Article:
When news broke of the sale of harness racing's New Zealand Champion Pacer Lazarus to North American interests in May of this year, one of the biggest questions from his army of fans was who will take on the responsibility of training the great horse. After all, Lazarus had amassed an impeccable record already for New Zealand trainers Mark Purdon and Natalie Rasmussen. With 45 starts, 35 wins, 9 placings (he was only once out of the top three) and $3.8million in earnings, Lazarus had already won two editions of the country’s most prestigious race, the New Zealand Cup, and a staggering 15 Group One races in Australasia. He had won everything from standing start two mile staying tests in his New Zealand Cups, in which he set the record for the fastest ever time paced over the distance, to a scintillating mile mobile victory when he won the Chariots of Fire in 1.49, in New South Wales. And whilst the New Zealand bred horses currently dominate the North American open class ranks with three of the top seven earners Kiwi exports – Shartin (the richest overall pacer in the US this year to date), Bit Of A Legend and Sell A Bit – the road to glory for New Zealand standardbreds abroad has not always been easy. Adapting from the varied style of racing in New Zealand where race distances can be anything from one to two miles, stand or mobile starts or on grass or all weather tracks, our horses can sometimes find the transition to racing hard and fast miles at every start a steep learning curve. There have of course been great New Zealand pacers who have flown the flag boldly in previous eras – the great Cardigan Bay of course was the first Standardbred to earn one million dollars and he hit that mark in the United States. So famous and adored by the public he featured on The Ed Sullivan Show following his record setting achievement. In more recent years Bit Of A Legend has also gathered a legion of fans in North America. After leaving New Zealand at age six with 20 wins to his name, Bit Of A Legend has gone on to win feature races in the US and Canada collecting a further 24 wins and taking his earnings $2.2million in the past three years. For Lazarus, the man tasked with guiding him through the next chapter of his journey is New Jersey based trainer, Jimmy Takter. And if he can produce success with Lazarus it will complete one of the most unique and historic training trifectas in harness racing history. He’s trained the world’s richest trotter, the world’s fastest pacer and now has his sights set on converting a down under champion into the world’s next star. But time is not a luxury he has.   Born in Sweden, Takter is the son of a Swedish harness racing trainer and originally started his career as a driver. His father sent Jimmy to the USA when he was a teenager to learn more about the harness racing trade, and as soon as he set foot in the States Jimmy knew he had found his future home. “I feel like I fit in here,” Takter explained. “When I arrived I just fell in love with the place.” So after returning home briefly to marry his childhood sweetheart Christina, he returned to the United States with his young family in 1982 to pursue his North American dream. What followed would be such a successful and versatile career that it would lead to Takter being named a six time Trainer of the Year, and was then inducted into the US Harness Racing Hall of Fame in 2012. He is ranked the second most successful trainer in history in the United States based on prizemoney, second only to Ron Burke, with a whopping $122 million in stakes to his name. Takter developed many top trotters in the 90’s including Hambletonian and Breeders Crown winner Malabar Man. He then hit international headlines when he trained and drove trotting champion mare Moni Maker to win the Elitlopp in his homeland in 1998. She went on to finish second in that great race in 1999 and won the Prix d’Amerique in France in ‘99 also. The grand mare was twice named US Horse of the Year and was three time Trotter of the Year. At the time of her retirement in the year 2000 she was the richest Standardbred racehorse, and richest mare of any breed, with $5.5million in earnings. It would have been easy for Takter to stick with what he knew best, after all he grew up around trotters and was picking up success in the biggest trotting races on the world stage, however Takter’s next move would see him lift his training game to a whole new level. Noted for his dedicated attention to detail and his drive to keep learning and improving, Takter turned his attention to also purchasing and training pacers. A foreign concept to him as in his homeland of Sweden they only race trotters. He adapted to training them with emphatic fashion, with success with Mr Feelgood in the 2006 Little Brown Jug when winning his two heats in an all age, combined time record. Then in 2010 and 2011 he produced the outstanding pacing filly See You At Peelers to win her first 22 starts in a row, capturing the imagination of harness racing fans worldwide. But it would be in 2015 that Jimmy Takter would start to showcase his greatest pacing training achievement when the then four-year-old Always B Miki would enter his stable doors. Always B Miki arrived with four screws in his left hind pastern after a dramatic accident saw the stallion kick the wall of his stall just minutes before his Breeders Crown final. The horse was late scratched after being found to be lame in the warm up. Takter had the horse recover and resume training with him, only to injure the opposite hind leg. It was back to the drawing board and would be a further five months until Always B Miki would resume. It was worth the wait. Remarkably after facing all of the adversity in previous months, the horse went on to win all four of his starts that season, all in 1.49.4 or better. Takter proclaimed that the horse would make a big impact on the sport the following year, if he was able to keep him healthy and sound. And he was correct. On October 9 2016 Always B Miki changed harness racing history when he and regular driver, David Miller, paced the fastest ever mile in 1.46.0. The duo led throughout at the Red Mile in Lexington in the Allerage Farms Open Pace, and as Miller reeled off the opening sectionals the atmosphere on course became electric. There had been much hype about the horse being able to break the barrier set previously by Somebeachsomewhere, He’s Watching, Warrawee Needy and Holborn Hanover of 1.46.4 in race conditions – and to all present they had a sense that this could be the day. When Miki and Miller hit the three-quarter mile in 1.19.4 race announcer Sam McKee lifted to another level, and so did the horse. As the post loomed fans watched the clock and held their breath as the final time was announced. “Always B Miki – in 1.46!” McKee screams.  The crowd erupted into a standing ovation. The performance has set the new benchmark for greatness in the sport, and the occasion almost proved too much for Takter. “I was so nervous before the race and I never get nervous like that, but I was,” he revealed. “He was scared of shadows and he didn’t warm up well.” In his career Takter has trained four Horse of the Year title recipients, Always B Miki was his first pacer to win this. With Always B Miki retired a new challenge would soon arise. Following the purchase of Lazarus by Taylor Made Stallions of Kentucky, Takter was approached to take on the role of trainer for the five-year-old stallion. And even though he would be a long way from New Zealand, Lazarus will feel right at home in his new stable in East Windsor, New Jersey. The Takter property is one of the most immaculate you will ever see. The driveway is adorned by the American Flag and features a pond with its own seven foot Statue of Liberty. Set up in a similar style to the Purdon and Rasmussen training complex, the 40 hectare farm offers a stunning barn facility with walker, equine treadmill, a 1200m straight line training track, two mile jog track, a 1000m training track and is based beside a 75 hectare Horse Park.  Takter likes to utilize this and take his team through the park to mix up the workload and keep their minds fresh and active. Whilst Takter is at the top of his game, with one of the most enviable training complexes and training records in the world, it will all be over for him soon. In a shock announcement late last year, Takter indicated that in 2019 he will step down from training duties, and hand over the reins to his daughter Nancy and his trusted stable foreman, Per Engblom. They will train from Takter’s farm and he will still live on site and be available to offer assistance and advice, but is determined to step back and take some time for himself and his family. Takter has been open about the pressure he puts on himself to be at the top of his game. He can be extremely critical on himself and strives for perfection. “A sign of a good trainer is one that stays on top for many years,” he said. “I want to be on top, but I can’t all the time. It’s been 35 years of doing this and it’s hard. I get depression very easily and I get down on myself.” “You work yourself to death here,” admitted Takter. “I just feel like if I can’t be one hundred percent into it I don’t want to do it. But it is hard to back off.” “At this stage of my career Lazarus is actually a big plus. It is horses like this that make me remember why I wanted to be in harness racing. A horse like this is very special for me to be participating with.” It’s a brutally honest and admirable revelation from one of the greatest trainers in the sport. Highlighting once again the level of pressure that being the best presents. “I haven’t decided if I will totally stay out of the industry. But I need to take some time for myself and then make a decision. I would love to come down to New Zealand and maybe have a drive as it’s on my bucket list.” Latest reports from Takter have been positive about Lazarus and how he has settled into life at the Takter Stable. He has adapted to his new surroundings effortlessly, and has been complimented on his wonderful temperament and attitude towards his work. “He’s a cool horse. I’m very happy with him, you can see he is a legend,” said Takter. There has been talk about a potential start at the Red Mile in Kentucky in September, and also the Breeders Crown at Pocono Downs in October. But nothing will be set in stone until Takter is one hundred percent happy with Lazarus and his progress. “My main goal is the Breeders Crown at Pocono for him. If I accomplish that it will be the icing on the cake,” stated Takter. So whilst many focus on the great horse himself, and rightly so, there is also a human element to this intriguing endeavor.  Lazarus could allow Takter a fairytale swansong to his career; the Hall of Fame trainer, who ventured away from his homeland to chase the American dream, retiring at the top of his game and potentially signing off by producing one of the most unique training triple crowns.  The world’s richest trotter, the world’s fastest pacer and transforming a national hero from a different hemisphere into an international icon.  by Jess Smith, for Harness Racing New Zealand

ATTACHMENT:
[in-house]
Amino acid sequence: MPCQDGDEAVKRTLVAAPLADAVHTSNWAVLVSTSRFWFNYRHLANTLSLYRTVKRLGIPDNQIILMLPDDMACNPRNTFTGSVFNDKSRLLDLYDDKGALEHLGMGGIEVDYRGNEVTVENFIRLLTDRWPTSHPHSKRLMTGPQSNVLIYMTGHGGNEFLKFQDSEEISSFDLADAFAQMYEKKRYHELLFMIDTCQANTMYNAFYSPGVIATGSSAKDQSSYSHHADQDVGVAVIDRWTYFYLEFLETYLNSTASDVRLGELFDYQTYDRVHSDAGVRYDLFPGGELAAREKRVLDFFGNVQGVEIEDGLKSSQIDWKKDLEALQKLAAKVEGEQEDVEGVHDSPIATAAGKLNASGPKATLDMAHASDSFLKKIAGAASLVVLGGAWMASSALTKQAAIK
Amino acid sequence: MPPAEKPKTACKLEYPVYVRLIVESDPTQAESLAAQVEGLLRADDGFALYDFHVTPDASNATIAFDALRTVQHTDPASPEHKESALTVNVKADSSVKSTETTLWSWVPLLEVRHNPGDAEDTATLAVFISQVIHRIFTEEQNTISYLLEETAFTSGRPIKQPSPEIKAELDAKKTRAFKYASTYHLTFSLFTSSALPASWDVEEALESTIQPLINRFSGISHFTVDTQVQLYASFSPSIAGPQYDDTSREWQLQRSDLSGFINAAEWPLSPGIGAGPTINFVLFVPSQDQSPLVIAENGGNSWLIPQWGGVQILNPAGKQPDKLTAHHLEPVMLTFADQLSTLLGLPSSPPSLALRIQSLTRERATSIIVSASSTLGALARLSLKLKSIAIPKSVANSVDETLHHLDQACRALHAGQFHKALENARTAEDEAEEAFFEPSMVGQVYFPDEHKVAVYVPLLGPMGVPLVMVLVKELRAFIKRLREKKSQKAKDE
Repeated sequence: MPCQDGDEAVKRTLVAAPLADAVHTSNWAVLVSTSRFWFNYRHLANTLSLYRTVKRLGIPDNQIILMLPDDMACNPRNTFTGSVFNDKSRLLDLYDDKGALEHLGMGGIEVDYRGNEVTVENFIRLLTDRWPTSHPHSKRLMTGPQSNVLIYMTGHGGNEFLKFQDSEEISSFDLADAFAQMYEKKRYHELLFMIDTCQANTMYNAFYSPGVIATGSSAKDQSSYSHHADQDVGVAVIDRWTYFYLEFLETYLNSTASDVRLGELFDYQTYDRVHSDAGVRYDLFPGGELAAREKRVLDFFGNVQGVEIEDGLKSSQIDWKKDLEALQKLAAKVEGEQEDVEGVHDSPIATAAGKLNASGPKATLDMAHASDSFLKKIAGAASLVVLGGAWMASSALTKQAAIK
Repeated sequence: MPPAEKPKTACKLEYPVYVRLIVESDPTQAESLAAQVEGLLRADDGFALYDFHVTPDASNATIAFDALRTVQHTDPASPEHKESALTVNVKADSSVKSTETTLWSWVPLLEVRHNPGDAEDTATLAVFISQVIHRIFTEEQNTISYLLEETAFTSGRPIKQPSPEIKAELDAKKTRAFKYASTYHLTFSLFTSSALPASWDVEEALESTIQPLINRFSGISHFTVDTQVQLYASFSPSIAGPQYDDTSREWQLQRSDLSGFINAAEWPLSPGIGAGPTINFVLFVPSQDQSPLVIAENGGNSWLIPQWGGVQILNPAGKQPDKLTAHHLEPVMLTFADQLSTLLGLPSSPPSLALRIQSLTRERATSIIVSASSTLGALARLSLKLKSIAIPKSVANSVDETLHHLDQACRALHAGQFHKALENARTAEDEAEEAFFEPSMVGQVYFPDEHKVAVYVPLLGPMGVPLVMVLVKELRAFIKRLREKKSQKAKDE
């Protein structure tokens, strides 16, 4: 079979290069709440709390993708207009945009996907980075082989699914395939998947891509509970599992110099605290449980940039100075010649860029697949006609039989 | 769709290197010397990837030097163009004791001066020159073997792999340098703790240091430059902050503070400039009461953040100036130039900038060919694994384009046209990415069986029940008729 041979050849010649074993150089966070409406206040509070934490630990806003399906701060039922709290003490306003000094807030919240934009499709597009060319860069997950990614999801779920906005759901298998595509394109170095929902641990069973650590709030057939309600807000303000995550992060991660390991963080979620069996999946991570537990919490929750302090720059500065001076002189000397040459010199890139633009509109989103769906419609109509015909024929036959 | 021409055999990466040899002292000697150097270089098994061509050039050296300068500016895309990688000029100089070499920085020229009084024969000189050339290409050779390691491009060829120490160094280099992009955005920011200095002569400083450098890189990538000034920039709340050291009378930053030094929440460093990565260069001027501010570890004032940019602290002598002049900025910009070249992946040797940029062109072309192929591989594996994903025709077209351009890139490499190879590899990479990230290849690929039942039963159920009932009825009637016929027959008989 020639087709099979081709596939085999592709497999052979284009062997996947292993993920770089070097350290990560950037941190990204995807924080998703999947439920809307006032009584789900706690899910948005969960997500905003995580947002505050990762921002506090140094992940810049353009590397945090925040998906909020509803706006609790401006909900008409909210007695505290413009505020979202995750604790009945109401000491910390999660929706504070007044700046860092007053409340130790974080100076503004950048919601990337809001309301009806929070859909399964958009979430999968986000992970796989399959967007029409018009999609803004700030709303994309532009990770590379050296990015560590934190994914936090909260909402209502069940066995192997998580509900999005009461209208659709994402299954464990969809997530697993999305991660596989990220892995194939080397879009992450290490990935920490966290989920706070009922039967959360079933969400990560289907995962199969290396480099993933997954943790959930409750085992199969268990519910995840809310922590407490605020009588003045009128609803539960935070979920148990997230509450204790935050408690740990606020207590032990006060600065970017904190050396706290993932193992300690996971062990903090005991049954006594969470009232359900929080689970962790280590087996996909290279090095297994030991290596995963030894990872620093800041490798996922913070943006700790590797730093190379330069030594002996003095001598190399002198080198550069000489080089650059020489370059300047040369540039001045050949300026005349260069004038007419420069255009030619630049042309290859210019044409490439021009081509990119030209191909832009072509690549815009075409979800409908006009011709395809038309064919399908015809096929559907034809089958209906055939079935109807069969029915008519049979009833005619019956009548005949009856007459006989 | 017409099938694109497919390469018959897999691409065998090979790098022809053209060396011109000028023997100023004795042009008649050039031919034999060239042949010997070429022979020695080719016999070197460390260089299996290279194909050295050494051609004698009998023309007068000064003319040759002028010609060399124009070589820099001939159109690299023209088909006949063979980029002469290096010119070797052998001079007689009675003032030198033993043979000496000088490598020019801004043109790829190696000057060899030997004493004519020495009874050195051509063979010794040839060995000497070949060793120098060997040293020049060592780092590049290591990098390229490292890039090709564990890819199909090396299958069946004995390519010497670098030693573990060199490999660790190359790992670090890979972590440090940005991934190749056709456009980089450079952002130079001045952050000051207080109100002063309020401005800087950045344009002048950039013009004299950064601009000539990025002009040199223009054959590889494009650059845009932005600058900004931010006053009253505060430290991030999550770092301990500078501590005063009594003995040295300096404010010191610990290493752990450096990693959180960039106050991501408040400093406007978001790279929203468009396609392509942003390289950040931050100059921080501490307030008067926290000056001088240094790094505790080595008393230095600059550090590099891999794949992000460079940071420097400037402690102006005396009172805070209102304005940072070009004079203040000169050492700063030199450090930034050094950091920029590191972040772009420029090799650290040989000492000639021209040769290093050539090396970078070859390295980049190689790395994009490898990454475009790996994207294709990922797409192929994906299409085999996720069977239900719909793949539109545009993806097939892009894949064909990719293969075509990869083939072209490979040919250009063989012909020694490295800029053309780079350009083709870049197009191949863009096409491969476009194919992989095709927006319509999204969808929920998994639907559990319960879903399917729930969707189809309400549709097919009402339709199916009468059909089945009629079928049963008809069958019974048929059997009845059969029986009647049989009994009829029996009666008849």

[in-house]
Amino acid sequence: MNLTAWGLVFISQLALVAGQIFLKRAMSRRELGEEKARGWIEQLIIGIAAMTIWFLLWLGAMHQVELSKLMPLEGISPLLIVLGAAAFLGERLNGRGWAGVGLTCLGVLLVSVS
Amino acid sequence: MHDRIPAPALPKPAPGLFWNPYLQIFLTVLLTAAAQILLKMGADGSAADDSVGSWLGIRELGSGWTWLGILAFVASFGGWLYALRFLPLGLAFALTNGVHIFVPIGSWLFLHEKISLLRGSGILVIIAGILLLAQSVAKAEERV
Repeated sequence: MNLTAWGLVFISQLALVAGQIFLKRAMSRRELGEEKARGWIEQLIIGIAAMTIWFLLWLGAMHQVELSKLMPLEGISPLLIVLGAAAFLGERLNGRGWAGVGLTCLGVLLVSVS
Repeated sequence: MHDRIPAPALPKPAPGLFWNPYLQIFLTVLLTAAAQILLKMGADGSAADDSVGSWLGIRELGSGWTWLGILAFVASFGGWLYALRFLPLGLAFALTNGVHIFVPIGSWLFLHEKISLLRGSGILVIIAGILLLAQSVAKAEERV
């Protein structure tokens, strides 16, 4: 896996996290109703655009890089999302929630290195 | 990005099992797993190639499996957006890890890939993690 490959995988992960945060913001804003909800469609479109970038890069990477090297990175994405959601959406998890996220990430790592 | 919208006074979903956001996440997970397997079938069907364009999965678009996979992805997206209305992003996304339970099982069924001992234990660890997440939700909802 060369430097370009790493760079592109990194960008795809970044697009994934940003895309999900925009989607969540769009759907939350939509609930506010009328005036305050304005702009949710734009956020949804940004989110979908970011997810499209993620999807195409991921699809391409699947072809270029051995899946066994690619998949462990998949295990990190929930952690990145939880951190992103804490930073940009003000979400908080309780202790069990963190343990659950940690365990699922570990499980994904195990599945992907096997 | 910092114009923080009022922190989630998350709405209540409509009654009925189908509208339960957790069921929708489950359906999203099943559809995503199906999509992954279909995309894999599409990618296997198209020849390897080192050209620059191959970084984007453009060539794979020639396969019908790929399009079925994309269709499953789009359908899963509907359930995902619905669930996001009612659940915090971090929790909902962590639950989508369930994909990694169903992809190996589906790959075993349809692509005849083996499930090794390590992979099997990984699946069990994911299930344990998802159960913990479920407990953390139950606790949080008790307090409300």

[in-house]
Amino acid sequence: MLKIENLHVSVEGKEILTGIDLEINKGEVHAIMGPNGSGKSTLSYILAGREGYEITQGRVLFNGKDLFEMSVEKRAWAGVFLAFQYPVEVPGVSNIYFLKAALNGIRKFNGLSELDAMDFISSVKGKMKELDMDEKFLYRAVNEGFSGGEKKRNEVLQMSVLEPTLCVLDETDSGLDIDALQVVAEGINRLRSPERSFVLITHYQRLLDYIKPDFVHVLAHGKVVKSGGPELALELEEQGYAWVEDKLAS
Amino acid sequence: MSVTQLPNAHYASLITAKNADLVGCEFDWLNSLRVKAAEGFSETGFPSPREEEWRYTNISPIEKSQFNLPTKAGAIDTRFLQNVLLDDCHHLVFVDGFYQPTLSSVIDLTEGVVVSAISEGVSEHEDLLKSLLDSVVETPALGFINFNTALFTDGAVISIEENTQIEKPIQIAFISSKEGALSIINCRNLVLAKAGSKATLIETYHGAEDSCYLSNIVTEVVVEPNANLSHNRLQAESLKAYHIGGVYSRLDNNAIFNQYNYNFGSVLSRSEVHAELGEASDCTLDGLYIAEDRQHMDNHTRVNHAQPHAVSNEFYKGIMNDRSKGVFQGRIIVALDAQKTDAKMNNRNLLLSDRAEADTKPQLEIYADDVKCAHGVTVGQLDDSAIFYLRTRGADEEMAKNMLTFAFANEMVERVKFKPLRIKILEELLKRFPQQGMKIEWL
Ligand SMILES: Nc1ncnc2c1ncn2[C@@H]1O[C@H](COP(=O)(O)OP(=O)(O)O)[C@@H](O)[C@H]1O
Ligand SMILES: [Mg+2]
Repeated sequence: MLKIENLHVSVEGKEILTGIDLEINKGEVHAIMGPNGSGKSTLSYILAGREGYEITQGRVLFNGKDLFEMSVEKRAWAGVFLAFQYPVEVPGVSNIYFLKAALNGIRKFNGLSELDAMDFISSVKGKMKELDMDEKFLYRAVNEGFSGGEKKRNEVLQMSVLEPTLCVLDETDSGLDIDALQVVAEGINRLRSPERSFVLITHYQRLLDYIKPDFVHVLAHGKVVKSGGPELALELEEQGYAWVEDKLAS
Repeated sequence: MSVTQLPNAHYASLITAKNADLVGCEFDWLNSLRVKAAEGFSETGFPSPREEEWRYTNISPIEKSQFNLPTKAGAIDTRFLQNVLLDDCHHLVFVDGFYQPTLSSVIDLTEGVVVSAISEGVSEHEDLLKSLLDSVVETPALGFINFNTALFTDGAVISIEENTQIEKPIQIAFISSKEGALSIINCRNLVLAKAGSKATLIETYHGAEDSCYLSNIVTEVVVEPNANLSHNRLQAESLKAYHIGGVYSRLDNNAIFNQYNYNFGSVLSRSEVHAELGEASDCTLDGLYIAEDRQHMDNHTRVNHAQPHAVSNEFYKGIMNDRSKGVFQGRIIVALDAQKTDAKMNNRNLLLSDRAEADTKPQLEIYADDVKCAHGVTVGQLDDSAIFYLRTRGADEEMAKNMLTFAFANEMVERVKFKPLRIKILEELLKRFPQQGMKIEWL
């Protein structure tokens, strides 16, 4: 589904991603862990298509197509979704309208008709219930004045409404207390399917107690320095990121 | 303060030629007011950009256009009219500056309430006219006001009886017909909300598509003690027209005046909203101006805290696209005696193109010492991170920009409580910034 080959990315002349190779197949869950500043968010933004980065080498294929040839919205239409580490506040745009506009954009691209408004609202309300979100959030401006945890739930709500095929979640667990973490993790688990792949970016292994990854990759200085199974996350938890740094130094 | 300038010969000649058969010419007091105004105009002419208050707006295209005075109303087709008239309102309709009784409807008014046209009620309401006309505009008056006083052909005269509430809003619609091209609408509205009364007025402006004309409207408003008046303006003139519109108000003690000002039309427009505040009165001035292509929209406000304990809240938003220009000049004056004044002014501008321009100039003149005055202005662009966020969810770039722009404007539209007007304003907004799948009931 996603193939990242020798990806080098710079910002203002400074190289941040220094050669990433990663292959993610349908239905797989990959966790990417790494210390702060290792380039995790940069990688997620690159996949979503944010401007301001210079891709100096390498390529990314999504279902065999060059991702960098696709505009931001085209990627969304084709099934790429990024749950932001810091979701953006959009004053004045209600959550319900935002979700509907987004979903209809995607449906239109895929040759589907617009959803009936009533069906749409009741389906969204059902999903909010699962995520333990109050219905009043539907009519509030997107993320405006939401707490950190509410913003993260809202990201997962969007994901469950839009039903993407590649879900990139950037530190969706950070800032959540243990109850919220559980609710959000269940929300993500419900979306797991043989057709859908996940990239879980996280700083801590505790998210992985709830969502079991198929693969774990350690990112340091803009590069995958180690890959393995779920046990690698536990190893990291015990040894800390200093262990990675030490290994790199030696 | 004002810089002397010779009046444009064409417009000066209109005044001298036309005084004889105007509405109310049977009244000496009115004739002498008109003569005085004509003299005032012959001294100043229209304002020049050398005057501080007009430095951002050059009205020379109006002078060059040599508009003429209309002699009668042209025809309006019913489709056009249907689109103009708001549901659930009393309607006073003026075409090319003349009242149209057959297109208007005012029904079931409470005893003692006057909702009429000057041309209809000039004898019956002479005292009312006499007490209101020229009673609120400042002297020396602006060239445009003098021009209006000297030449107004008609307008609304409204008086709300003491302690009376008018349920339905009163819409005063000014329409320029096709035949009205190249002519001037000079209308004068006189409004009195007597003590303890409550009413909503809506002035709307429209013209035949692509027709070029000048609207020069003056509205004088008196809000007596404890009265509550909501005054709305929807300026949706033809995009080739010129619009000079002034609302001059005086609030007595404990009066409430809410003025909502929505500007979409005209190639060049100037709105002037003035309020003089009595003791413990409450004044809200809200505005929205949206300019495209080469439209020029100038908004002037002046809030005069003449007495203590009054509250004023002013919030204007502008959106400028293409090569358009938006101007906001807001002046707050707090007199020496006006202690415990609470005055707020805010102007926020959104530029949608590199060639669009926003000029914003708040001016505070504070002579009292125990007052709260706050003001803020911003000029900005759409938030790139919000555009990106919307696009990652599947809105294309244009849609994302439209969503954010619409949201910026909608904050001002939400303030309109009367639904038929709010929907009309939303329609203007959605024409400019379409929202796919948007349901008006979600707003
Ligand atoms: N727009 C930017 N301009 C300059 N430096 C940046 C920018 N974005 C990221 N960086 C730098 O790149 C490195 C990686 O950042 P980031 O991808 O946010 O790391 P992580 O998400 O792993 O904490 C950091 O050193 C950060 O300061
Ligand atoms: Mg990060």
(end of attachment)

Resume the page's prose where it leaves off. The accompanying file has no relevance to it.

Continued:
If Louis-Philippe Roy gets goose bumps at the finish of Saturday's Crawford Farms Meadowlands Pace, it will not be the first time he experiences that sensation as a result of the race. This time, though, it would occur from an entirely different seat and, presumably, for an entirely different reason. The 28-year-old Roy will drive for the first time in a Meadowlands Pace final on Saturday, sitting behind Jimmy Freight in the Meadowlands Racetrack's signature event. Jimmy Freight is 9-2 on the morning line, the third choice behind 5-2 favorite Courtly Choice and 3-1 Stay Hungry in the $701,830 race for 3-year-old harness racing pacers. Roy will try to become the first driver since Tim Tetrick in 2007 to win the Meadowlands Pace in his first attempt. "I was thinking about it last week," said Roy, a native of Quebec who got his start on the fair circuit in his home province. "I remember 10 years ago I was watching Somebeachsomewhere in the Meadowlands Pace and I had the goose bumps when he got beat (by Art Official for the only loss of his career). "The two biggest races in my mind have always been the North America Cup and the Meadowlands Pace because where I'm from (in Canada) we were only racing pacers. So those were the two biggest races I always wanted to win. To be in it this year is very special." Roy spent six years competing, and dominating, at the fairs before making a name for himself at Hippodrome Trois Rivieres, which propelled him to regular drives on the Woodbine-Mohawk/Ontario circuit. In 2016, he won the Gold Cup & Saucer with YS Lotus on Prince Edward Island and received Canada's Future Star Award. Since then, he has lived up to the billing. In 2017, Roy won 377 races, good for second among all drivers in Canada, and earned $4.44 million (U.S.) in purses and was a finalist for Canada's Driver of the Year, which ultimately went to Doug McNair. This year, Roy has 232 victories and $2.66 million in purses and leads Canadian drivers in both categories. "It's just a dream," Roy said. "From the time I got interested (in the sport) I always wanted to be a driver. But it's a long step from starting on the fair circuit and then making it as a living. It's like dreaming about playing in the NHL; you dream about it, but you never expect it." Roy's success has attracted attention on both sides of the border. Ron Burke, the sport's leading trainer in wins and purses for 10 years running, has given Roy drives in several stakes races. Roy won the 2017 She's A Great Lady with Youaremycandygirl, at odds of 40-1, and finished second with Rockin Ron in the Canadian Pacing Derby. He won this year's Camluck Classic with Rockin Ron and also captured the Fan Hanover Stakes with Shower Play for trainer Rene Dion. Starting in 2016, Roy has driven in 29 Grand Circuit-level races and posted five wins and a total of 18 top-three finishes, good for a .391 driver's rating. He has sat behind only one favorite in those 29 starts, and while several others have gone off at short odds, most of his drives have been with horses with double-digit odds. "Last summer, especially with stakes horses, I didn't have much experience with young horses," Roy said. "I think this year that is part of my driving that might improve. I still have a lot of experience to get, but I have a lot more than I had last year. I hope it will keep helping me. "Getting drives from the big stables, that does help for sure. I guess they like what I'm doing in Canada. As a driver that's what you need, a good stable behind you giving you a lot of chances. We've had some good results so far. I'm very thankful." Roy's drive in the Meadowlands Pace, Jimmy Freight, was not staked to the race, so owner Adriano Sorella paid a supplement of $61,690 to give his horse a shot at the trophy. Jimmy Freight, a son of Sportswriter out of Allamerican Summer, has won five of eight races this year and hit the board in every start. Last year, he won seven of 12 and again was always among the top-three finishers. Jimmy Freight's wins this year include a division of the Somebeachsomewhere Stakes and two divisions of the Ontario Sire Stakes. The colt finished third in the Gold Cup Invitational, behind top older pacers Sintra and McWicked. He enters the Meadowlands Pace final off a dead-heat third in his elimination. He led for much of the way before Courtly Choice and American History passed him in the stretch. "I can't complain about Jimmy, he raced good like he's always done this season," Roy said. "Courtly Choice impressed me. Even though he had a tough mile having to go first-up, he was a rocket down the lane. We'll have to find a way to beat him, and the eight other horses, in the final." If Roy can, watch for the goose bumps. Following is the field for the Crawford Farms Meadowlands Pace, which is part of a stakes-filled card at the Meadowlands that begins at 6:35 p.m. (EDT). PP-Horse-Driver-Trainer-Morning Line 1-Stay Hungry-Doug McNair-Tony Alagna-3/1 2-This Is The Plan-Tim Tetrick-Chris Ryder-15/1 3-American History-Yannick Gingras-Tony Alagna-5/1 4-Jimmy Freight-Louis Roy-Andrew Harris-9/2 5-Courtly Choice-David Miller-Blake MacIntosh-5/2 6-Nutcracker Sweet-Brian Sears-Jimmy Takter-15/1 7-Hayden Hanover-Andy Miller-Julie Miller-8/1 8-Thinkbig Dreambig-Jordan Stratton-Jimmy Takter-12/1 9-Babes Dig Me-Brett Miller-Tony Alagna-30/1 10-Dorsoduro Hanover-Matt Kakaley-Ron Burke-15/1 Elimination winners Stay Hungry and Courtly Choice drew for posts one through six. The remaining horses were then placed in an open draw. For the complete Meadowlands card, click here. For Meadowlands announcer Ken Warkentin's analysis of all the races, click here. by Ken Weingartner, for the USTA